Oh, and frugal, she was so frugal, to the point she would only buy 2nd hand clothes which appeared to be more like 3rd or 4th hand clothes. Later in life, she had the money but neverchose to splurge on herself. Being raised in the Great Depression, I guess all that she was her Mother made her also. Things were scarce growing up, so she had to save her money. Her outward appearance never seemed to matter, she just loved people and wanted to be out and about with everyone whenever possible, proper attire was secondary. I, on the other hand, still feel the need to look my best, I mean, what would others think of me if I wasn’t? Still have a hard time going out of my house without makeup, that’s kind of pathetic, huh? Her confidence was from her beautifully adorned heart. She was outfitted living life to the fullest! Everyone loved her! What a lovely legacy she has left behind for me.
Over the years, my Mom became quite overweight. She had a problem with food, always wanted it and always had it, too much and too often. It was as though I resented that problem of hers so much, it became the same problem for me. During high school and my early 20’s, I found food to be my comfort. Boy did I need comfort and boy did I gain weight. Being the heaviest cheerleader out of 12 girls still holds heartbreaking memories. Some things people said to me then are still very much a vivid sting. Not only embarrassing, but the shame I felt plagued me to the point of bulimia. (That was hard for me to tell you-admitting the word bulimia. I wasn’t even sure how to spell it. I almost skipped that part but I had to tell the truth, the whole truth and nothing but the truth.) It took several years to find victory over that addiction. In my Mom’s last couple years of life, having lost her 2nd husband of 40 years, she lost her appetite, nothing ever sounded or tasted good to her. Strange how I then practically begged her to eat, as though it would prolong what I knew was inevitable. I knew things were really serious when given a choice to fight & live with extreme difficulties the rest of her life or to die, she chose to die. She also lost her appetite for life.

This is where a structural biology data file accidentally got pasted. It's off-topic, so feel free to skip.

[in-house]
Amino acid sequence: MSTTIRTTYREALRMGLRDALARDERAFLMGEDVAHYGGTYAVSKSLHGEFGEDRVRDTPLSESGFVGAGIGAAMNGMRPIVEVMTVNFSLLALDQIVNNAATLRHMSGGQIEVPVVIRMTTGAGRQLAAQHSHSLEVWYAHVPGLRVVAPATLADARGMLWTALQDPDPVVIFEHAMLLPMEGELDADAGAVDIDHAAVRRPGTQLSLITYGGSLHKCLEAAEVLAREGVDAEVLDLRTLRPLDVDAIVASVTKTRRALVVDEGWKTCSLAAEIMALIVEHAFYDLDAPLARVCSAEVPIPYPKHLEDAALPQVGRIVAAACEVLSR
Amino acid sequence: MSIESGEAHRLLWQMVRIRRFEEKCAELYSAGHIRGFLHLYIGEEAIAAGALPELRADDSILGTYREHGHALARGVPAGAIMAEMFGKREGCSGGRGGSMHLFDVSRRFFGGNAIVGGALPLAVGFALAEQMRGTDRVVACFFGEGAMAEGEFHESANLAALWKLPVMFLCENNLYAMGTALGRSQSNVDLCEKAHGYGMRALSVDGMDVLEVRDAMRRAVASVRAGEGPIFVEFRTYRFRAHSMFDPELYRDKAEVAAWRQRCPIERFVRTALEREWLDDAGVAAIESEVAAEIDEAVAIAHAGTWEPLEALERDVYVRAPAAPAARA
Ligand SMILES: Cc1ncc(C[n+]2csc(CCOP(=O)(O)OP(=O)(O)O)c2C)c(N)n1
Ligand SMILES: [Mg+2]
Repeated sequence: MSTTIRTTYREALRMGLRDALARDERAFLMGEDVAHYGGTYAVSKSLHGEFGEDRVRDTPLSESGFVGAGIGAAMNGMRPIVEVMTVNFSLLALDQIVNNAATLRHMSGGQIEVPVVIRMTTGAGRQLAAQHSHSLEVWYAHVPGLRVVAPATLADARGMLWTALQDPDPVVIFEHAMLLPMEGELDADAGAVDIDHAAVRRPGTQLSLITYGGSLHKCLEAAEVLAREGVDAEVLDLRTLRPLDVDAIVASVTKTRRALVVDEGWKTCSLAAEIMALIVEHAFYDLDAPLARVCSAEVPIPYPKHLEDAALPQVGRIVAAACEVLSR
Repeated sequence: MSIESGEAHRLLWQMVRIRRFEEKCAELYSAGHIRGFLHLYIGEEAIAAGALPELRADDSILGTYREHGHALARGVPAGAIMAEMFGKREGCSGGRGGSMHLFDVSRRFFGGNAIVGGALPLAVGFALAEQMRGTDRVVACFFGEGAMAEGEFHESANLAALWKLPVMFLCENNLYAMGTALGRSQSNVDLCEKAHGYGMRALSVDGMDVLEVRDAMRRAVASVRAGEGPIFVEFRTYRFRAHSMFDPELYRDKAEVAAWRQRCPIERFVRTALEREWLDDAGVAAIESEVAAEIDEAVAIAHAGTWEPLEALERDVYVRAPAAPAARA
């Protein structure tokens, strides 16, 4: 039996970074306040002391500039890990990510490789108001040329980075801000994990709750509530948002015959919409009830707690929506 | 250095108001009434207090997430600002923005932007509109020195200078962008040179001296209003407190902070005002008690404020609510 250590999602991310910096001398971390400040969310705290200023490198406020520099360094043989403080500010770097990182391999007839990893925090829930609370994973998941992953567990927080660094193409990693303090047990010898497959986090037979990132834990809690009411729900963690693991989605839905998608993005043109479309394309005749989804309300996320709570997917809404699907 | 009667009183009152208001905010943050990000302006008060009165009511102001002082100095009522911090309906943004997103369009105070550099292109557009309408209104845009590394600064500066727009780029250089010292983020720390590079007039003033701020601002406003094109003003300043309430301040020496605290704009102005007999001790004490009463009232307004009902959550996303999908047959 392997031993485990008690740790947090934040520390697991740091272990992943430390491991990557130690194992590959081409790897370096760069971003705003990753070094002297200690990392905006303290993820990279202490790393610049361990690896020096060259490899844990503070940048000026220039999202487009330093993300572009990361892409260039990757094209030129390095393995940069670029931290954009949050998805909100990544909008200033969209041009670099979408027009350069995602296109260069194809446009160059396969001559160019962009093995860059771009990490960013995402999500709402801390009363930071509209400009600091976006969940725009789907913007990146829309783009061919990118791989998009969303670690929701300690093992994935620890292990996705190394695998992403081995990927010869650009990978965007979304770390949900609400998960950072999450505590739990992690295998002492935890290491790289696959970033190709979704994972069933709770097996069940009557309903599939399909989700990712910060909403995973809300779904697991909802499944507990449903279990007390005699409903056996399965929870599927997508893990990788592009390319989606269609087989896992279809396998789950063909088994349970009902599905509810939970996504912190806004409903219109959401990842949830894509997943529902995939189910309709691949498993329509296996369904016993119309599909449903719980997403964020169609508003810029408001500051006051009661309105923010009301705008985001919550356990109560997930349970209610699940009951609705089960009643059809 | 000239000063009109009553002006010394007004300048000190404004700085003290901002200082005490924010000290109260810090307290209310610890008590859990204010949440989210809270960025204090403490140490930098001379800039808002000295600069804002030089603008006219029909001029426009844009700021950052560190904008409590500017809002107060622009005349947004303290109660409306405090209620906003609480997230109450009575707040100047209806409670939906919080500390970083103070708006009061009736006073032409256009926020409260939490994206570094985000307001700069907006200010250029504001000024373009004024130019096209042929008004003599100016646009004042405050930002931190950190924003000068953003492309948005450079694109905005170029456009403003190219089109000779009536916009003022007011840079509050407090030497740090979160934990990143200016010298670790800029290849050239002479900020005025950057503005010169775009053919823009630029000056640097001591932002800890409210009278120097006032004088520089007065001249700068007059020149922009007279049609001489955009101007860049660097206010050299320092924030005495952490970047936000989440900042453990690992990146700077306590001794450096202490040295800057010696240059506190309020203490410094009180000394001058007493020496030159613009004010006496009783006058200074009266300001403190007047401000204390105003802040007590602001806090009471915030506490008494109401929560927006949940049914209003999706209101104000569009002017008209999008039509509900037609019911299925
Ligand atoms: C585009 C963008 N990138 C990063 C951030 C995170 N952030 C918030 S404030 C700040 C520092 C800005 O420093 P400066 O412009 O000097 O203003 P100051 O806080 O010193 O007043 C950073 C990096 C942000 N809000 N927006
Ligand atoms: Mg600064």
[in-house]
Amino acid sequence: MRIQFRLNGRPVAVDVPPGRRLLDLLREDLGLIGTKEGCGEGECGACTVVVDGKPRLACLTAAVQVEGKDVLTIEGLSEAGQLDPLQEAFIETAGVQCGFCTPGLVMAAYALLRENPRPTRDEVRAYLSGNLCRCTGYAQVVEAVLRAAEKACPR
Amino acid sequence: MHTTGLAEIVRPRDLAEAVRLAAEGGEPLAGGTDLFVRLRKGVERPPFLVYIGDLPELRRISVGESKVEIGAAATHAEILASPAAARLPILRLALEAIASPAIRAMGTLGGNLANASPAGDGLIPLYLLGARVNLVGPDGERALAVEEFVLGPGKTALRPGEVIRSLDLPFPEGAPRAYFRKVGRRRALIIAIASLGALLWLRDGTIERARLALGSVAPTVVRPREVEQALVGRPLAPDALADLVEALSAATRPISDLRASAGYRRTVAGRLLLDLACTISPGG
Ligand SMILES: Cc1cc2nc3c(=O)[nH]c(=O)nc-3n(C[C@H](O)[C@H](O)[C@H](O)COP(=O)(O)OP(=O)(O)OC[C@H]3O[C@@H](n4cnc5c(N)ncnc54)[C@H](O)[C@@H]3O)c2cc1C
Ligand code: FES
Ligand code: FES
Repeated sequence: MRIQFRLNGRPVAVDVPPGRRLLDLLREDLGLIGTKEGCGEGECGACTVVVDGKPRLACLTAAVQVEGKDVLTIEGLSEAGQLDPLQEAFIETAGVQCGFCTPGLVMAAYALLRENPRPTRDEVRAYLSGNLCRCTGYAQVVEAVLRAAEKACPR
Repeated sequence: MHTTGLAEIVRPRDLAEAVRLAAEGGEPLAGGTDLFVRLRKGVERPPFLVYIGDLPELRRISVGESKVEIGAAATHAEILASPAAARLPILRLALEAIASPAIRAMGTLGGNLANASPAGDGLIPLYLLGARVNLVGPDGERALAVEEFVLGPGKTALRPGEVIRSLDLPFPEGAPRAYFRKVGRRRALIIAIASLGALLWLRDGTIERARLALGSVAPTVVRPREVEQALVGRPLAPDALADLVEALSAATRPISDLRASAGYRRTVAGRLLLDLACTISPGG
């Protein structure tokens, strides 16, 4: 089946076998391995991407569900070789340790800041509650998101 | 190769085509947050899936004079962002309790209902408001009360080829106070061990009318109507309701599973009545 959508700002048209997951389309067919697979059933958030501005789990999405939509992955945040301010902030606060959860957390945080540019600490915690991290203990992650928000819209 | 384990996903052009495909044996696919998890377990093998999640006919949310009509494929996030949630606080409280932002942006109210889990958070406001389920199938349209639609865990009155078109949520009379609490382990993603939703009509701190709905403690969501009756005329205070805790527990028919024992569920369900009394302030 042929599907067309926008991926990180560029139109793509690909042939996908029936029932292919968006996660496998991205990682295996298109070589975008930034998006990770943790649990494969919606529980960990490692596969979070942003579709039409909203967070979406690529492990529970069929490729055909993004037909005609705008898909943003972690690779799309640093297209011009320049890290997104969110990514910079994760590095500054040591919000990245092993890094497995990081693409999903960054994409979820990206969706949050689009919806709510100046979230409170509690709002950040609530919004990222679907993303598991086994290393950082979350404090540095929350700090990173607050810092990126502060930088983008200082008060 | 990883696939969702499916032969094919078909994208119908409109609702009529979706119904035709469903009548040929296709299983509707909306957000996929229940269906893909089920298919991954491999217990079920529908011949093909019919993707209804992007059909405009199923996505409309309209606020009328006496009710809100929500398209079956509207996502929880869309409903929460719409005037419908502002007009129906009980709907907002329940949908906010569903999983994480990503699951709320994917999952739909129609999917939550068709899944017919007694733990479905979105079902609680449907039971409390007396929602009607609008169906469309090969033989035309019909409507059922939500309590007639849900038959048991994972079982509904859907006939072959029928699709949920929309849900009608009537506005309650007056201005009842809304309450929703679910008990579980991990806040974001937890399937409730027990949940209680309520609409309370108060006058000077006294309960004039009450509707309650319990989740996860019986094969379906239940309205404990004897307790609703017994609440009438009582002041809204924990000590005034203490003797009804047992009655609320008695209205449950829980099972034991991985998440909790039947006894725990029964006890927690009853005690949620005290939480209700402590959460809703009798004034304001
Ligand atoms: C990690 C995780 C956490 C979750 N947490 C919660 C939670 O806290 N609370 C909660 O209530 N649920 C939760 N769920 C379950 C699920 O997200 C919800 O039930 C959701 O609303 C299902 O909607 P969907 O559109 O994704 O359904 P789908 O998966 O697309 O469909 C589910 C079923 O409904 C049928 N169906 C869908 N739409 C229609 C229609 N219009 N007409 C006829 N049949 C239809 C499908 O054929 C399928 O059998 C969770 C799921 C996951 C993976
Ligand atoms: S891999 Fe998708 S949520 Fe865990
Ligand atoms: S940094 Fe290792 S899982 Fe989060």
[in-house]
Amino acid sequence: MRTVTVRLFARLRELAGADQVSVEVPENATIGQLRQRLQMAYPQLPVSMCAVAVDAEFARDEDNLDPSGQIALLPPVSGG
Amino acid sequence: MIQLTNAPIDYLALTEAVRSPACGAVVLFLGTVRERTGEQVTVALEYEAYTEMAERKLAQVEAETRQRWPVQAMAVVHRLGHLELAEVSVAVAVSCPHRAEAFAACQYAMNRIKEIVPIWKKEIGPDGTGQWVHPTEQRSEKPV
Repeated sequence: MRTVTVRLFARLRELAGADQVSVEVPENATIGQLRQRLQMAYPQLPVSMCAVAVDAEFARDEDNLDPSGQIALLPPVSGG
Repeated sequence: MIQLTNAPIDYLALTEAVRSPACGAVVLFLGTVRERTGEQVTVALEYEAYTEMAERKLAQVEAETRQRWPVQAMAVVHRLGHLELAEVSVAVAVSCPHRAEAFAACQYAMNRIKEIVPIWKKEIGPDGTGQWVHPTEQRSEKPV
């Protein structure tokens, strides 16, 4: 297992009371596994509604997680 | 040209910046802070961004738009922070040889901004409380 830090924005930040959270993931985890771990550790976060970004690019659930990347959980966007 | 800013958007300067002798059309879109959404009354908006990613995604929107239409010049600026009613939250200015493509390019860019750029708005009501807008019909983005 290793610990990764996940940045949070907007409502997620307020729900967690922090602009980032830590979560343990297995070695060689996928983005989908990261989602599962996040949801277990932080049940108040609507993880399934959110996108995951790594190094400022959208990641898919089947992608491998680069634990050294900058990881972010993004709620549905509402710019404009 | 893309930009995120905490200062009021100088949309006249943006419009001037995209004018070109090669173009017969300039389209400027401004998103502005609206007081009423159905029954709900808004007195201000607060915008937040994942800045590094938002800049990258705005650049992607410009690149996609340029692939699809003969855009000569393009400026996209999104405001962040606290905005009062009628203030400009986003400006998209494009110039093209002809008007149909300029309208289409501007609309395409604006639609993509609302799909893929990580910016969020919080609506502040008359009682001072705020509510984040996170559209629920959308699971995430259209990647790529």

My Mom passed away, just over a year ago, at the age of 80. In a way, this is my memorial to her. As much as we were different is as much as we were the same. It felt good to verbalize my feelings even though now I have a pit in my stomach, a lump in my throat. My tears are making what I’m writing look blurry. In her last 2 weeks of like, dying in the hospital, all the differences big and small, the differences that I sometimes allowed to separate us, melted into the deepest most agonizing love I had for her. Love that finally came gushing out of somewhere I’d never cared or dared to give in to until it was too late. So many things I wished I would have said, wished I would have not allowed to push her away, if only. She was much more willing to look past how opposite we were. Her unconditional love for me I will never experience from anyone again, except from our Savior’s love she introduced me to. When I let guilt slip in, when I entertain regrets, when I am burdened with “If only”, I choose instead to realize the truth that she is in Heaven, that if she could see and hear my remorse, she would compassionately yet emphatically say, “Oh, don’t even worry about it, not one little thing. EVERYTHING is good now, absolutely, completely, totally and perfectly fine. You’ll see when you get here.”